1. Think Action, Not Results
“Our actions are controllable, whereas resolutions are often too big and vague to be readily controlled or measured,” says psychotherapist Coral Arvon, director of behavioral health and wellness at Pritikin Longevity Center + Spain Miami. For example, when you set a resolution to lose weight – even though you can weigh yourself and take measurements throughout the process – what you are tracking isn’t the true achievement, but rather a result of those achievements.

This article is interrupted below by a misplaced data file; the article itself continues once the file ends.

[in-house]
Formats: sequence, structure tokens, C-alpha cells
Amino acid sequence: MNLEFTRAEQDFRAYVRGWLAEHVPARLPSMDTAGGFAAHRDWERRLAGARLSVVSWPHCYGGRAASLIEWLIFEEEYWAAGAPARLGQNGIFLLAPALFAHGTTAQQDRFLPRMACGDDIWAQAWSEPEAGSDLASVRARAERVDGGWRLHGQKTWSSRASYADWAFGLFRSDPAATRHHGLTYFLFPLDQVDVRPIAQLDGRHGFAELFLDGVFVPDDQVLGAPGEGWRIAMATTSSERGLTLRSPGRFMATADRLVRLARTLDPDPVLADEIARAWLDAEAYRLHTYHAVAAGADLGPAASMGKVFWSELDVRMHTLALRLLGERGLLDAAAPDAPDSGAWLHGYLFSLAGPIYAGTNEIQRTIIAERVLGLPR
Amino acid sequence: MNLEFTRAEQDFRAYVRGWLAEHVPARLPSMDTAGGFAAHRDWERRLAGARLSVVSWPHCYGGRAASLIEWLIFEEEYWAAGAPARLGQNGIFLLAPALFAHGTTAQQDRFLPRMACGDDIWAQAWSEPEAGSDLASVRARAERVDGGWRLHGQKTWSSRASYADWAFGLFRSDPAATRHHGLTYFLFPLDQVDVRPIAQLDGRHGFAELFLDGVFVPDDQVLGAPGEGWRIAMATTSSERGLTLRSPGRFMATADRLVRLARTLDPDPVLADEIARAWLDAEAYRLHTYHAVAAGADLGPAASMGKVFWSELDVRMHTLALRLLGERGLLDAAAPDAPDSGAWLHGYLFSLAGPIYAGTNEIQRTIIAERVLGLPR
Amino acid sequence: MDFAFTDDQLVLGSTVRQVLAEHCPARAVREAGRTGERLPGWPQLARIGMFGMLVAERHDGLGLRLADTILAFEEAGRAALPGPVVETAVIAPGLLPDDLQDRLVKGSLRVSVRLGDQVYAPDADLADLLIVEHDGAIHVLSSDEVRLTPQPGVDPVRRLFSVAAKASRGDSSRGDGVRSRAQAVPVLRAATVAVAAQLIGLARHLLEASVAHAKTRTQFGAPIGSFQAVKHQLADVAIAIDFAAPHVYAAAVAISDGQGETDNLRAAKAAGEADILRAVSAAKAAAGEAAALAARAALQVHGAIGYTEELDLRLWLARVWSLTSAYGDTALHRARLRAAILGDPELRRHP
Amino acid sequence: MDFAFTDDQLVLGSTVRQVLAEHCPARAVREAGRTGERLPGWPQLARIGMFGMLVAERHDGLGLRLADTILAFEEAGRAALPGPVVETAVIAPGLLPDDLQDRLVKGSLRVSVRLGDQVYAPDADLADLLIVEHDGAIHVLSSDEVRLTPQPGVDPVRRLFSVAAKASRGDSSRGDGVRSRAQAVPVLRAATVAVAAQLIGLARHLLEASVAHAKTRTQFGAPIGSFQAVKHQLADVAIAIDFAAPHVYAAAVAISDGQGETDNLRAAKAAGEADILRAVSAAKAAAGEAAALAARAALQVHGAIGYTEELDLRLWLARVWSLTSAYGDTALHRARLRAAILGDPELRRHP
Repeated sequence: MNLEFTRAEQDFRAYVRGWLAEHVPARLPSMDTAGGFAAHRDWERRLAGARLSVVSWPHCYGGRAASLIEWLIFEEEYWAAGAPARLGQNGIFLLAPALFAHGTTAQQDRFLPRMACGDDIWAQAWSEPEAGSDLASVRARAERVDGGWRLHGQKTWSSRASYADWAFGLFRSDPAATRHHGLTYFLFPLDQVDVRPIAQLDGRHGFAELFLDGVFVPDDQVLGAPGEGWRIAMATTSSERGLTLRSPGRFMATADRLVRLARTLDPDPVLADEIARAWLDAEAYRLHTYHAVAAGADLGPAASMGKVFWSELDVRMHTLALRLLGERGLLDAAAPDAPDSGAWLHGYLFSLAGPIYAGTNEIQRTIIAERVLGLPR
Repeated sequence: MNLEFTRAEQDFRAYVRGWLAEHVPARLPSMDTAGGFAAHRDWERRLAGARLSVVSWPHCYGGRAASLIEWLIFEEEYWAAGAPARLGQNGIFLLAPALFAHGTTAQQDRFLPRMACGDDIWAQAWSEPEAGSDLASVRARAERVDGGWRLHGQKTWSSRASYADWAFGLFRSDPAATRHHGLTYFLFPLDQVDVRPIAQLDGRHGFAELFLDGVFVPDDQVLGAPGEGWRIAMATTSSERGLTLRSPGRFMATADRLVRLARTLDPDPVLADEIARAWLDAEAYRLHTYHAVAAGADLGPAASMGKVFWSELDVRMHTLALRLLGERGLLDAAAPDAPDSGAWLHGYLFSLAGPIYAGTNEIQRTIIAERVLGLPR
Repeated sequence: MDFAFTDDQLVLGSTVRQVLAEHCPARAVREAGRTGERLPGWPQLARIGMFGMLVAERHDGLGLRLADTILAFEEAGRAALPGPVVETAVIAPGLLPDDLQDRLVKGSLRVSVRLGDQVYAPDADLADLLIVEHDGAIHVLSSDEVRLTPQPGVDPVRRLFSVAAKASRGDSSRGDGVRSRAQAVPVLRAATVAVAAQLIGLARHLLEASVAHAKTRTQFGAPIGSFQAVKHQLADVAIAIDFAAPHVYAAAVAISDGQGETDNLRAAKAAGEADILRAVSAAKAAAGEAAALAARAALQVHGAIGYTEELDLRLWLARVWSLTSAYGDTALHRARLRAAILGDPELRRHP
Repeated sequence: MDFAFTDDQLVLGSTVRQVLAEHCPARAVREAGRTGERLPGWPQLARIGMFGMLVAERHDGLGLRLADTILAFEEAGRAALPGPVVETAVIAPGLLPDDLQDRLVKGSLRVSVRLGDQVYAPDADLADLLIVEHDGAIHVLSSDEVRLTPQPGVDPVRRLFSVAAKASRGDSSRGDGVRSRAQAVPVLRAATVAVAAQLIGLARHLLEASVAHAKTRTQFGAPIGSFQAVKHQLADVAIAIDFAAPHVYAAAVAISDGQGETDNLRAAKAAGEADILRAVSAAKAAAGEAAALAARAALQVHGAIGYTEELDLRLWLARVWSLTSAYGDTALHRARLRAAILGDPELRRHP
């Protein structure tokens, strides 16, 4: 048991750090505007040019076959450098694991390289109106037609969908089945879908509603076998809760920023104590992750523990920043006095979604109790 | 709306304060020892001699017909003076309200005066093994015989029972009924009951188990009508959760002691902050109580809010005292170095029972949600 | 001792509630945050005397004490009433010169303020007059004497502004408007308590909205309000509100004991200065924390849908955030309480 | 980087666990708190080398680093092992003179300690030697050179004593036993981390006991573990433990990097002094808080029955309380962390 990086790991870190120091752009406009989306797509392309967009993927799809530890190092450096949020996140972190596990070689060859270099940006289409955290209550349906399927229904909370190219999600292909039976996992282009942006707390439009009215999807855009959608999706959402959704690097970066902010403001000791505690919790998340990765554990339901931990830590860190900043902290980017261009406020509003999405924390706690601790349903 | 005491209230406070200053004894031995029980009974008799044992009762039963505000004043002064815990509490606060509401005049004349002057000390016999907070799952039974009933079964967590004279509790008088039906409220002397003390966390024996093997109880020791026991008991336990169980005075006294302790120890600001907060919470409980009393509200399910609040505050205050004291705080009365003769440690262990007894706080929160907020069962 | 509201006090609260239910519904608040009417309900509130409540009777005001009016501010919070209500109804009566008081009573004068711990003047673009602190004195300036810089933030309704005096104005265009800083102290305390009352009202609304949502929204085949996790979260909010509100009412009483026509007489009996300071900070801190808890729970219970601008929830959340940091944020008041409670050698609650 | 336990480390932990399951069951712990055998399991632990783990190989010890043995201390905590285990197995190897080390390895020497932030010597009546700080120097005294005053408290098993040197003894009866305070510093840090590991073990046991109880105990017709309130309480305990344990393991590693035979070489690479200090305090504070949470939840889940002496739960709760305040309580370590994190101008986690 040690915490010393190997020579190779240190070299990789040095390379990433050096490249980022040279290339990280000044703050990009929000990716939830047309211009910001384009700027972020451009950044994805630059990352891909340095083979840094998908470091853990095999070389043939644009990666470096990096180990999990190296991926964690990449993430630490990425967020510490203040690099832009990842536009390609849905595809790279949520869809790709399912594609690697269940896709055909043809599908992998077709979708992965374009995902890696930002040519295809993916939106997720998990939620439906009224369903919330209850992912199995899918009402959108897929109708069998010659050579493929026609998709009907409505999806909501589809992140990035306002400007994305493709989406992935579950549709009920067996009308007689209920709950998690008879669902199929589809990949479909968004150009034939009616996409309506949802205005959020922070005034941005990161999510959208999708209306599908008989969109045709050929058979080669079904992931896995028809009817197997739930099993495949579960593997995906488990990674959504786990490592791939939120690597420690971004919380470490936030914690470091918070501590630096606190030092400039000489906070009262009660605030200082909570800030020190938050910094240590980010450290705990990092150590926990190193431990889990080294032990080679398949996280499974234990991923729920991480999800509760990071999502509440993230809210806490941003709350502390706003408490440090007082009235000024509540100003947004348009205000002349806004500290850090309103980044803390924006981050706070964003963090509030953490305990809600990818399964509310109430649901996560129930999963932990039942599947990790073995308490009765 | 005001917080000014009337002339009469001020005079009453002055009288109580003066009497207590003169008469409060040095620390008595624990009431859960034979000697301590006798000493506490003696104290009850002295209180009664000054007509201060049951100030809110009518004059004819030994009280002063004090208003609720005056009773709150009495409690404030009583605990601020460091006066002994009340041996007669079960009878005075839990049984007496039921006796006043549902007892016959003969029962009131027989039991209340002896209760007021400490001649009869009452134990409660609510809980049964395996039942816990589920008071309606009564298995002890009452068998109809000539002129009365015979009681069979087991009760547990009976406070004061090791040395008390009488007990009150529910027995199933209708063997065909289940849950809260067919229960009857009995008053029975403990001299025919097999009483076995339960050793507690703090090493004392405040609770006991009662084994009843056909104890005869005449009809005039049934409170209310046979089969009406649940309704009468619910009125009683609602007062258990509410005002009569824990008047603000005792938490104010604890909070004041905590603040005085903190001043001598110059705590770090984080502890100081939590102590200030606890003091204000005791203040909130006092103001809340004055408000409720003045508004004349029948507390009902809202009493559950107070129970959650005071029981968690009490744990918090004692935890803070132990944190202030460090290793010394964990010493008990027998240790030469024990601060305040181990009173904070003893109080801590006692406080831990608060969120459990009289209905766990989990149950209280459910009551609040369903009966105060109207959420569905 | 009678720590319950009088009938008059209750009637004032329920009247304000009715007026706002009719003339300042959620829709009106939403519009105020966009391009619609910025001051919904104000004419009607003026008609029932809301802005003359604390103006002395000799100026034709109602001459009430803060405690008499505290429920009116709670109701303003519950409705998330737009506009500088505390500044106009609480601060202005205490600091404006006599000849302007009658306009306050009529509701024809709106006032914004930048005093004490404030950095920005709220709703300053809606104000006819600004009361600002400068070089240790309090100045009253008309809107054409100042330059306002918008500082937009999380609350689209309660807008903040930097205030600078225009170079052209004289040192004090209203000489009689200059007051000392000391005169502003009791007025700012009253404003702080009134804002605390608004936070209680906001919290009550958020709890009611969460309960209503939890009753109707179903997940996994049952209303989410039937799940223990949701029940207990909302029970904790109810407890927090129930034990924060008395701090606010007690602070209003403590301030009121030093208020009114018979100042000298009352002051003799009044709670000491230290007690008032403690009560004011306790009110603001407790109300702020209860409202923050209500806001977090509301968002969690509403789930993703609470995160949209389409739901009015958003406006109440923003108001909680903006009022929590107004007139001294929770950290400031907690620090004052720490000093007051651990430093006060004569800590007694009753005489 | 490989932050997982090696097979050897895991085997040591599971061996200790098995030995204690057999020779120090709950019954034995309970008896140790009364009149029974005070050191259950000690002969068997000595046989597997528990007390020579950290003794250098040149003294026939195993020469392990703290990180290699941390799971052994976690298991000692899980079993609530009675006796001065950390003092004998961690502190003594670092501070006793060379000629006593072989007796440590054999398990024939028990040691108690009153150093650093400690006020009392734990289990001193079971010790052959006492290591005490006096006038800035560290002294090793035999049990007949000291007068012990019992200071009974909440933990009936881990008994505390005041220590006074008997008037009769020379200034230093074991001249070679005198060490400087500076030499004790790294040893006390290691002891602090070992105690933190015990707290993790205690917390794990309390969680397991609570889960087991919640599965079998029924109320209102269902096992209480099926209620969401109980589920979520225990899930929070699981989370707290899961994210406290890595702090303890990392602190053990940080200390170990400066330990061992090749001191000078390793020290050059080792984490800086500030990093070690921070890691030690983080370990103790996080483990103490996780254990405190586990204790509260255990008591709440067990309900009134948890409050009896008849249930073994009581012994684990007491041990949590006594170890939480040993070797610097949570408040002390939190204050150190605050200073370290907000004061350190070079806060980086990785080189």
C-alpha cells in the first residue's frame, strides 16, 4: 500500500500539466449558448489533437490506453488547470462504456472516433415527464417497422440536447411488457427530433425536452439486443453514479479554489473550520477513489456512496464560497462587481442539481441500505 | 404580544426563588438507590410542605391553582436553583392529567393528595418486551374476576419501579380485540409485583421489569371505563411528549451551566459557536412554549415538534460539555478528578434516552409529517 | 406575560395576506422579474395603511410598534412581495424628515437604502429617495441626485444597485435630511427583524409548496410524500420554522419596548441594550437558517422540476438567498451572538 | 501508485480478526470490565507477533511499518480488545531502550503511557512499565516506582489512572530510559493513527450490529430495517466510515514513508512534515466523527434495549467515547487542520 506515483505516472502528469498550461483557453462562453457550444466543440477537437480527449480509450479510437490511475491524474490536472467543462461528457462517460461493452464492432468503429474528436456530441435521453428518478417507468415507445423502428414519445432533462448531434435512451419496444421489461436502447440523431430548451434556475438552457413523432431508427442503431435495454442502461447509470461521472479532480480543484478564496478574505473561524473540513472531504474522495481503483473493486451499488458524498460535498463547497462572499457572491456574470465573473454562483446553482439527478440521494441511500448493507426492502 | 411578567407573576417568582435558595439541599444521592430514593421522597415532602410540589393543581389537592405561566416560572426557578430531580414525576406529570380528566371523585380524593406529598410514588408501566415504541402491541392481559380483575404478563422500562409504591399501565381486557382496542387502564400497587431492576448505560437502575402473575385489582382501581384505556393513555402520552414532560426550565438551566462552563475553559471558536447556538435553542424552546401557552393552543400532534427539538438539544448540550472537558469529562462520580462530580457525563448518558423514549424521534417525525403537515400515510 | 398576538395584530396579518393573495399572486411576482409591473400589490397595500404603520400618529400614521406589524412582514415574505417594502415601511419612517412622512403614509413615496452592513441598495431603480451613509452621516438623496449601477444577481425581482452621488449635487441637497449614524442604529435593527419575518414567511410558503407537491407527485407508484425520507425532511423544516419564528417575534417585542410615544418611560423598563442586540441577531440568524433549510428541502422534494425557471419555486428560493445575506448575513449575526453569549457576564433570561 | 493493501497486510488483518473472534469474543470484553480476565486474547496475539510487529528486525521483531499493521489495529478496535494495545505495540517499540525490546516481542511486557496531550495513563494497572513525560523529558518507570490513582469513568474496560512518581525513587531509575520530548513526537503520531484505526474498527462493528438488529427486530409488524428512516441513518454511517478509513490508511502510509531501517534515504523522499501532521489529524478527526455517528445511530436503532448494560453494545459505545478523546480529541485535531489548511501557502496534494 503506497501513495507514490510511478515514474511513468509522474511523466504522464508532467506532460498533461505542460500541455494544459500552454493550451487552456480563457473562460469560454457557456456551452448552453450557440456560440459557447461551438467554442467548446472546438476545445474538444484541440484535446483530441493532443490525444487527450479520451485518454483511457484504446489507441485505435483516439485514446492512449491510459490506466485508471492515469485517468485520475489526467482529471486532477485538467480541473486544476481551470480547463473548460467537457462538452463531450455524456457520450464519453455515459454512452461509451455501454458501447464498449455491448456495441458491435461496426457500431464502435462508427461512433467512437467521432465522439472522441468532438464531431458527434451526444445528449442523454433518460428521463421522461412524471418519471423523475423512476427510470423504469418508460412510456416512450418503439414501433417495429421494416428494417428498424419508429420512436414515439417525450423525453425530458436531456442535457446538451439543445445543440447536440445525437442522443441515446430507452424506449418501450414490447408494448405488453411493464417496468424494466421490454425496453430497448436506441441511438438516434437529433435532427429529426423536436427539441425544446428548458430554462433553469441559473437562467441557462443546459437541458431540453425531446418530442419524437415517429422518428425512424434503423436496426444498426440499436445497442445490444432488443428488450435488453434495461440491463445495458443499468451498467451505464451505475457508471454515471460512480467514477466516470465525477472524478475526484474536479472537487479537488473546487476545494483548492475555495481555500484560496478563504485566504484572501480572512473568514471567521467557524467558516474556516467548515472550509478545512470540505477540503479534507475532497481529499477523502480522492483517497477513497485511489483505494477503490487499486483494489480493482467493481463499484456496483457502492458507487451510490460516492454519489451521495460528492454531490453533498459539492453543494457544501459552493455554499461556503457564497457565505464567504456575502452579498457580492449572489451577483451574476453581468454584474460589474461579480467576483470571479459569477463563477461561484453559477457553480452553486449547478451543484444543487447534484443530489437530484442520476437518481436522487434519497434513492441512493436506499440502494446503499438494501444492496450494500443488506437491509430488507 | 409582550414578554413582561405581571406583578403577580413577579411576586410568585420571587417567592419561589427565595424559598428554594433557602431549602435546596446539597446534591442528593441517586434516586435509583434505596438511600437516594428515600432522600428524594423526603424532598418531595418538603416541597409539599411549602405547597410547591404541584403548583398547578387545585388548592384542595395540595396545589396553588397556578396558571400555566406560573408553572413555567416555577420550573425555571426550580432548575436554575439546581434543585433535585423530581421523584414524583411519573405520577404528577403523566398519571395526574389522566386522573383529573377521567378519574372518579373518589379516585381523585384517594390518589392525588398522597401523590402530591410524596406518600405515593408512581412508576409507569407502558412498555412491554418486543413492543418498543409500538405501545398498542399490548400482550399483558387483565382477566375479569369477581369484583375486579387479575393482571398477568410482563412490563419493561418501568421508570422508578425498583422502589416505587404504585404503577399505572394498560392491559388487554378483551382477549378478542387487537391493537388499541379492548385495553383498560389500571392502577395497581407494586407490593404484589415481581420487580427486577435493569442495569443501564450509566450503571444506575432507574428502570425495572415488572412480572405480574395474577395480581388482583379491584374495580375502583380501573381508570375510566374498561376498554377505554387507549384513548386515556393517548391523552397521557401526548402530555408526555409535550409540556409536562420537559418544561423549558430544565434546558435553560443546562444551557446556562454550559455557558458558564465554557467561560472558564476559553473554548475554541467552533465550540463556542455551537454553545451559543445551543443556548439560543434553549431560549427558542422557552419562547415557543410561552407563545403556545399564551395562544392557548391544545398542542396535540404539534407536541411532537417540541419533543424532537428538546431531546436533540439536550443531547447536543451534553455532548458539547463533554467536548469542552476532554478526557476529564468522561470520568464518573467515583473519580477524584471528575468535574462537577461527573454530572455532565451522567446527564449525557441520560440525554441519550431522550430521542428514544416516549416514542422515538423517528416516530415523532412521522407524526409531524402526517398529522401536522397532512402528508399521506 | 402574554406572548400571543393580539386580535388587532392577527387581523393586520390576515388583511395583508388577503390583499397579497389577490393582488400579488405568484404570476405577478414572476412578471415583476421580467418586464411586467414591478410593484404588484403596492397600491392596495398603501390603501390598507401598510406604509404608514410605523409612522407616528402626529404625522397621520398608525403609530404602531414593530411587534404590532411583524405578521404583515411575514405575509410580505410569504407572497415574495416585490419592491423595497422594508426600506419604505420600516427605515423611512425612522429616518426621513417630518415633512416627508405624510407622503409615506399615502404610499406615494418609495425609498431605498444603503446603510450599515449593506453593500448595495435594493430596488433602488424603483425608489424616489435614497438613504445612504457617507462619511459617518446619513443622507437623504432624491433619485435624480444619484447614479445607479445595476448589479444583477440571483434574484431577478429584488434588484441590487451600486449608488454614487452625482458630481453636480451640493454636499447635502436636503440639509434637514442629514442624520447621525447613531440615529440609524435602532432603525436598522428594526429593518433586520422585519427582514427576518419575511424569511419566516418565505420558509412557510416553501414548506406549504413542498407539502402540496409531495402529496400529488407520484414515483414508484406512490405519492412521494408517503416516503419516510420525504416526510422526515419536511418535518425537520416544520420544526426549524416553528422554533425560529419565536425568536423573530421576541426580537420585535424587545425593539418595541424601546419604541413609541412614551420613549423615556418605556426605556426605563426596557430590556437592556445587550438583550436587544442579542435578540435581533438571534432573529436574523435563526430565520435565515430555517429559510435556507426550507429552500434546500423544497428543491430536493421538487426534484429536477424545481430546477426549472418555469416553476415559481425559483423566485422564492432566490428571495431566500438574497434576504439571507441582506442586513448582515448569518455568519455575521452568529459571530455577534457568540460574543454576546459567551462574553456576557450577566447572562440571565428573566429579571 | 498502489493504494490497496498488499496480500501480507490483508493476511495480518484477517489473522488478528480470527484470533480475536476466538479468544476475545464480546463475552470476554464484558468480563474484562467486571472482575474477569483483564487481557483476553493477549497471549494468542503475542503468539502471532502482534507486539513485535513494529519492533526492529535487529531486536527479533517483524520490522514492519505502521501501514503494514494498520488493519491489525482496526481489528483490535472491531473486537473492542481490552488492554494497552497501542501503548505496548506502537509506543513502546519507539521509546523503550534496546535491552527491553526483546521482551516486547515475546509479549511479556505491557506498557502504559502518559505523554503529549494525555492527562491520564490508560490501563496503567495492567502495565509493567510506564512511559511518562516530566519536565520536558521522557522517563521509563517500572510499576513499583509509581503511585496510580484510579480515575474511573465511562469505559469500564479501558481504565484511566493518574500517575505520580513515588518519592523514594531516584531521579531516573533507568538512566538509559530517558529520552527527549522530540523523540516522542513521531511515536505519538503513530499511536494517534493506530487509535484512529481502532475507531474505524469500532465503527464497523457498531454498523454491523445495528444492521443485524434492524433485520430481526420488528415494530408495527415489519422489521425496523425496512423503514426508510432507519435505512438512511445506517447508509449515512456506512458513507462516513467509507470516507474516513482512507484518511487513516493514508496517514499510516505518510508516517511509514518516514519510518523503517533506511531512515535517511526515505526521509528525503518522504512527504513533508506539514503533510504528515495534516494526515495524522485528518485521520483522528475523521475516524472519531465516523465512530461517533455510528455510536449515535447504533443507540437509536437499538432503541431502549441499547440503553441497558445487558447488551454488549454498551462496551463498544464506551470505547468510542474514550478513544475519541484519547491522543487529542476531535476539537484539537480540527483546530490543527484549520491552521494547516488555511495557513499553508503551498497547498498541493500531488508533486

Ditching soda, exercising four days per week, getting more sleep and managing stress levels are the true achievements and, since they are under your complete control and are easily tracked, make great resolutions. Each time you perform one, you can “check it off,” and receive the immediate gratification you need to stick with that goal, Norcross explains. The weight loss still comes, but as a natural result of your actions
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